caulerpa macro to remove nitrates and phosphates from a saltwater aquarium

Bubble algae

I feel like I need to admit something to you. I thought bubble algae were really cool the first time I saw them in my tank.

They look like emerald green colored pearls in your tank. 

When you have just a few, they add a little bit of interesting to your tank. But, like many of the other pesky hitchhikers in this article, they really enjoy living in our tanks and can get out of control quickly. 


Halimeda is a not-so-problematic algae hitchhiker. To me, they look like tiny little underwater cactuses (or is it cacti?) because they grow in little segments (check out the picture below).

In a pristine SPS set-up, they may look a bit out of place, but in a tank with some soft or LPS corals, they can look pretty cool. They will help remove nitrates and phosphates from the water. The only downside is that they will compete with your corals for calcium, so just watch your calcium levels (you should anyway), treat them like anything else in your tank you respect, and they should do fine.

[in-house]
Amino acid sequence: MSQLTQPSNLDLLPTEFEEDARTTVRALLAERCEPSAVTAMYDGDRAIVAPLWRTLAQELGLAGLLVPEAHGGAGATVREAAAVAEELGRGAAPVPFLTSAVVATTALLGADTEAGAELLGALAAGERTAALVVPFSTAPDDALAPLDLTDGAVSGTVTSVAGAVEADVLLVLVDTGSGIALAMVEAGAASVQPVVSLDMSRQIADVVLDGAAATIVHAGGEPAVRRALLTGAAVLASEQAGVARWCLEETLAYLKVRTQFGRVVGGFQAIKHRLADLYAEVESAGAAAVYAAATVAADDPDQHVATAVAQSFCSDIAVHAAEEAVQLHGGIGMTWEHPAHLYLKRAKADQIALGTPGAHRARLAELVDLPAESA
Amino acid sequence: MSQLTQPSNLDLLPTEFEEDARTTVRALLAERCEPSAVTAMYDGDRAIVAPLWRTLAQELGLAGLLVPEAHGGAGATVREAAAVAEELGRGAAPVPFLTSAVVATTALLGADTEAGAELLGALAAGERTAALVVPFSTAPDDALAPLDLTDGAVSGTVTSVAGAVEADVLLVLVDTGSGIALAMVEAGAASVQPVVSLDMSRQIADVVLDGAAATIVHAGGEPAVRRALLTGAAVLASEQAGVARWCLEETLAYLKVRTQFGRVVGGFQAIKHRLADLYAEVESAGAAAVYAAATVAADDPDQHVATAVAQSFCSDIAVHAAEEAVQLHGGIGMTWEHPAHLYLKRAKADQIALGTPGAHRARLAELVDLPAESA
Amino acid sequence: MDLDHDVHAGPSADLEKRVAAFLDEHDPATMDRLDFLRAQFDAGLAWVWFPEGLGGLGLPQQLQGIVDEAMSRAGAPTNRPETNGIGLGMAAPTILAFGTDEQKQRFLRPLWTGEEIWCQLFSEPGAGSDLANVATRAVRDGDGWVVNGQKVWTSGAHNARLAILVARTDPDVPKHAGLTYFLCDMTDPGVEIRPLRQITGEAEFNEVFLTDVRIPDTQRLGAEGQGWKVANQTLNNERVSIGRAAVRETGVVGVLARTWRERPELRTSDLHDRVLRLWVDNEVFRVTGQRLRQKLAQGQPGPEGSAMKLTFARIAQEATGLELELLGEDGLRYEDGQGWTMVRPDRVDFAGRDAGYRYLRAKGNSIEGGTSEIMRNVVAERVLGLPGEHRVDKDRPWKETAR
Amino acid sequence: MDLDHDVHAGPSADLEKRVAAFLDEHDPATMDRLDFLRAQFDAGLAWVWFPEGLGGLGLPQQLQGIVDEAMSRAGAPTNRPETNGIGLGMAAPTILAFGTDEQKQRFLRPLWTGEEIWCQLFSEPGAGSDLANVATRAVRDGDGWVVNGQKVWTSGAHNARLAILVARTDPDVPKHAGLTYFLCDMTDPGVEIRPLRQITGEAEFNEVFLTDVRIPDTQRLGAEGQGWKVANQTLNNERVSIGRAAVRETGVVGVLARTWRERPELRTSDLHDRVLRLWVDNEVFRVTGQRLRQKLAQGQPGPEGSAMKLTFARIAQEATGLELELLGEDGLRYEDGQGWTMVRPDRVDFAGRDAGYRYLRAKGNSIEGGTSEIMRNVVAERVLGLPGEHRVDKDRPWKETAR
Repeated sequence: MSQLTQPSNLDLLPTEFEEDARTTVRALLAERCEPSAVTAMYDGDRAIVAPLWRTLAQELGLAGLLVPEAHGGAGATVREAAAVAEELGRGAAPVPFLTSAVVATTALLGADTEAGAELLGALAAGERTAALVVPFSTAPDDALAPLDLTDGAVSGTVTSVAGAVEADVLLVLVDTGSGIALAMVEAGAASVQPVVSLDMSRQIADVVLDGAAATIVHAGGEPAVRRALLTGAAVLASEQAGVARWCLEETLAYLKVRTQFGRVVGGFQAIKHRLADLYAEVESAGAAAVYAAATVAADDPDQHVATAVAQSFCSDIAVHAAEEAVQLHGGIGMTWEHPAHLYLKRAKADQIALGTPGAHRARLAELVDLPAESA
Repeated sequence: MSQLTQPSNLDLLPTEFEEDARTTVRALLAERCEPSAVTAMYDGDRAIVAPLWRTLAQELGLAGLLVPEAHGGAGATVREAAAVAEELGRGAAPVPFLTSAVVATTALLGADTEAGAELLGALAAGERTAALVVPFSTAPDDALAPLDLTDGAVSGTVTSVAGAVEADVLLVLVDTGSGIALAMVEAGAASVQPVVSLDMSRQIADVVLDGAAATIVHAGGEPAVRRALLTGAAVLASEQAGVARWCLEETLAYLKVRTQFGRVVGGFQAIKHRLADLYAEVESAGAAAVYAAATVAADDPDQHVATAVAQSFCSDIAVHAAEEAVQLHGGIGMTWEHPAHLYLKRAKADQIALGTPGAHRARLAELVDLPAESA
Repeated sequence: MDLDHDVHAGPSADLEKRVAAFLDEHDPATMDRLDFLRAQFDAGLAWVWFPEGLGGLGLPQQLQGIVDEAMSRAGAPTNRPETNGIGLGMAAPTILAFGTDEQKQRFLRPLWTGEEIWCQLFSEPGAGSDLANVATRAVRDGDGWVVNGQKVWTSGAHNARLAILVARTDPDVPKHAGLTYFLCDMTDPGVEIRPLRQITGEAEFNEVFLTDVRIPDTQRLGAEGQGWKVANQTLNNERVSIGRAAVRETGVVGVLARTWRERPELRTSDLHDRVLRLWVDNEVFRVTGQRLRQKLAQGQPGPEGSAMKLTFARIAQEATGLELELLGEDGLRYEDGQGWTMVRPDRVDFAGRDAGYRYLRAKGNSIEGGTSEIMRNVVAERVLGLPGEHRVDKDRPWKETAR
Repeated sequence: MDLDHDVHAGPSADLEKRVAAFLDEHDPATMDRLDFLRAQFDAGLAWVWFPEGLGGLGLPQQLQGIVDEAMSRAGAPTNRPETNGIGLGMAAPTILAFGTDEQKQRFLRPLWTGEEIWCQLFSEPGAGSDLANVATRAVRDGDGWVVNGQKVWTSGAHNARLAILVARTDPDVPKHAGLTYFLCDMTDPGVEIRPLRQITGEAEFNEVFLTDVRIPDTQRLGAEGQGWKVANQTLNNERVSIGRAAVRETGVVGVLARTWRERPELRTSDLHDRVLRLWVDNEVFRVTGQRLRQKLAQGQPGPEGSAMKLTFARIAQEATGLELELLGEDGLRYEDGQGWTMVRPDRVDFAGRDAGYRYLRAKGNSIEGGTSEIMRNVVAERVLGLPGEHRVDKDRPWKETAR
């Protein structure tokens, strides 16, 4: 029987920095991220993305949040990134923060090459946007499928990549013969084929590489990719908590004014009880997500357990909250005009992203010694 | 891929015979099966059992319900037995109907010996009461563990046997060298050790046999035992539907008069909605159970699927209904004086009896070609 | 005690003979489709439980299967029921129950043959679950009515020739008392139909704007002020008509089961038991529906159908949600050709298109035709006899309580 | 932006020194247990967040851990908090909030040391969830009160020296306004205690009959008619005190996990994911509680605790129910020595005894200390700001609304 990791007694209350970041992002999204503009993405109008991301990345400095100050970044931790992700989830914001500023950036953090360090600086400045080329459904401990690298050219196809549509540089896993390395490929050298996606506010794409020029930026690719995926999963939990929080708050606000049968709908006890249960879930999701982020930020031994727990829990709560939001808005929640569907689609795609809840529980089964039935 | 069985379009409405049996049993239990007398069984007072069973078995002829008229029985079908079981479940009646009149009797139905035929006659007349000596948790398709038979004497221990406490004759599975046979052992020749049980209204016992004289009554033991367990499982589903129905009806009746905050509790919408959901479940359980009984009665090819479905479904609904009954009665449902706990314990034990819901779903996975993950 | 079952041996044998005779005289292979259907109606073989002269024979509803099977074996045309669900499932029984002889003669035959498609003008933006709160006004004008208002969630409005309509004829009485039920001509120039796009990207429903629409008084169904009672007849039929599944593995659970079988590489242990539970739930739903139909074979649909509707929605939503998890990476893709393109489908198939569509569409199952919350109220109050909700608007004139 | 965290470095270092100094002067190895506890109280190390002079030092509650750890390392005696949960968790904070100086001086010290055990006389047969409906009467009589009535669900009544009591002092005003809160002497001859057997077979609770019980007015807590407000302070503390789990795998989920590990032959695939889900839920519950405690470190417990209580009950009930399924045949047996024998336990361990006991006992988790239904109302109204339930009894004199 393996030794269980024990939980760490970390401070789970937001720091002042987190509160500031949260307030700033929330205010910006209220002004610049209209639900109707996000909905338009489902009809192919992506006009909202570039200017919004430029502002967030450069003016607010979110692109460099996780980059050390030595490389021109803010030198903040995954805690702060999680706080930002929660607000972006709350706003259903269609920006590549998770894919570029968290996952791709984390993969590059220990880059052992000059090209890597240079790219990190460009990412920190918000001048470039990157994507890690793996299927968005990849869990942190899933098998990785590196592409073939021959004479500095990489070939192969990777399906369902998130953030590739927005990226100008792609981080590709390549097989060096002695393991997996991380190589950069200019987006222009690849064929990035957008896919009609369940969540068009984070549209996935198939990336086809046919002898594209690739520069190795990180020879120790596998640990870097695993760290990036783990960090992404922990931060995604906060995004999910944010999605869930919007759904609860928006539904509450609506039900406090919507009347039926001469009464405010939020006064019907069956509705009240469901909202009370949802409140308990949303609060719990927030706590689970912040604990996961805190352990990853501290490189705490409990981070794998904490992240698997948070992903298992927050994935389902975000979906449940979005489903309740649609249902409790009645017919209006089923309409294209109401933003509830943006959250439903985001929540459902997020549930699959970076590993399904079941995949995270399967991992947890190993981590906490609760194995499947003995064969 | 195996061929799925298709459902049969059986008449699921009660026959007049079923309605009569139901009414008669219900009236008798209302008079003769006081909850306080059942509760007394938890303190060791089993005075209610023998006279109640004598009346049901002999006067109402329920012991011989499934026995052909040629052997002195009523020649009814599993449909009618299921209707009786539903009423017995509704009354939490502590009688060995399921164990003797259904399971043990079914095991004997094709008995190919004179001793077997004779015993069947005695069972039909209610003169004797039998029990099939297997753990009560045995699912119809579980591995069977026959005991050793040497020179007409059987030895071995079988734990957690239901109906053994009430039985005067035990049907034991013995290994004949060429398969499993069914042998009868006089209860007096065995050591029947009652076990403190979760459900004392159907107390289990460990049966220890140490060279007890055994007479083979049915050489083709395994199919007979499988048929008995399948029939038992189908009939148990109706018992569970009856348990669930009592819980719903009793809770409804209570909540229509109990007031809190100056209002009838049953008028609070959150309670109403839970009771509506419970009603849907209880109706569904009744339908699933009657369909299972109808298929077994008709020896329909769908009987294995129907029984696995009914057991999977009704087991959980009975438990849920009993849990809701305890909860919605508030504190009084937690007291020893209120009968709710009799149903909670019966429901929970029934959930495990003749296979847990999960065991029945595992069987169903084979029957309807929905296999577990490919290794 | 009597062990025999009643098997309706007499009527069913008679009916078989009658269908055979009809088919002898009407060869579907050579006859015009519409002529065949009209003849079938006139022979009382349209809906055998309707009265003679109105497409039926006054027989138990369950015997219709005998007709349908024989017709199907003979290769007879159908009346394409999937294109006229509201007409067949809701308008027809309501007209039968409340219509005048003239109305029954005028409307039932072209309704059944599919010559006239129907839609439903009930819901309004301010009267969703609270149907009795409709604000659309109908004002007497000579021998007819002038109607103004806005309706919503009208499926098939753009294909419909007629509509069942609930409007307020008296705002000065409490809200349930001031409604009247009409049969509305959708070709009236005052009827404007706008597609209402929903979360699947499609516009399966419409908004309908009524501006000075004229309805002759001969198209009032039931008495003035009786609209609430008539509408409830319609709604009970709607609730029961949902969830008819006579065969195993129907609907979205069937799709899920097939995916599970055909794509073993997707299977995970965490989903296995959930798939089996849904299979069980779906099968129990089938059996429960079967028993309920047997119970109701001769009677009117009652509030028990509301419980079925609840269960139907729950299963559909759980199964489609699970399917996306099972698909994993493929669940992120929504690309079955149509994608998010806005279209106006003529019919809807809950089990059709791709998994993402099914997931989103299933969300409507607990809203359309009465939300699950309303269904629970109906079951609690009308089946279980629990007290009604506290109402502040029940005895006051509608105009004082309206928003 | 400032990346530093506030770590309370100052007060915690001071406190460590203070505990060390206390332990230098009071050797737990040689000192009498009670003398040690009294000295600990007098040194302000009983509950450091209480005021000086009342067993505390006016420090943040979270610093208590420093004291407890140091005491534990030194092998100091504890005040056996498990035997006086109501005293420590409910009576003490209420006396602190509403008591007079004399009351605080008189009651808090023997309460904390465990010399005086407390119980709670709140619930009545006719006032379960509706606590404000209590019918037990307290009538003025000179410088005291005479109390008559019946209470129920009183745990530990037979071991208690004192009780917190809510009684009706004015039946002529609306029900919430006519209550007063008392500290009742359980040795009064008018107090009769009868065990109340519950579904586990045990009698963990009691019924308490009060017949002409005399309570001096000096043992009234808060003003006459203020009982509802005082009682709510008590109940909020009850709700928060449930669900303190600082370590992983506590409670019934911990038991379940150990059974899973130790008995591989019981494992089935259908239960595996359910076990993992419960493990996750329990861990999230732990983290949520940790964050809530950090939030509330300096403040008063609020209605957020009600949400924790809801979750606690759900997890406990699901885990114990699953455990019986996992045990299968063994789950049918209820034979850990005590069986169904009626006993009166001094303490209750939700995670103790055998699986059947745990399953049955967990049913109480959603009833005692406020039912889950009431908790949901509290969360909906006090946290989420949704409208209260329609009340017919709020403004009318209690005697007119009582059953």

Neomeris (spindle weed)

This is one of the strangest-looking hitchhikers I’ve had in my tank. They look like strange green cotton swabs or something. I don’t know how to describe them, just take a look. Not harmful, just from outer space. I’ve had them. Your tank will ignore them. 

Problem hitchhikers

Glass anemones and aiptasia

If you’re unlucky, you may end up with dreaded glass or aiptasia anemones. They might not look like much—one tiny little anemone stow away. At first glance, the first time I had one, I actually got excited (before I figured out what it was). The first raw emotion can be of joy and triumph that you managed to keep a polyp of something alive on the rock.

After proper identification, the next step is typically a Google search to learn more about the hitchhiker…followed by dread at what they find out.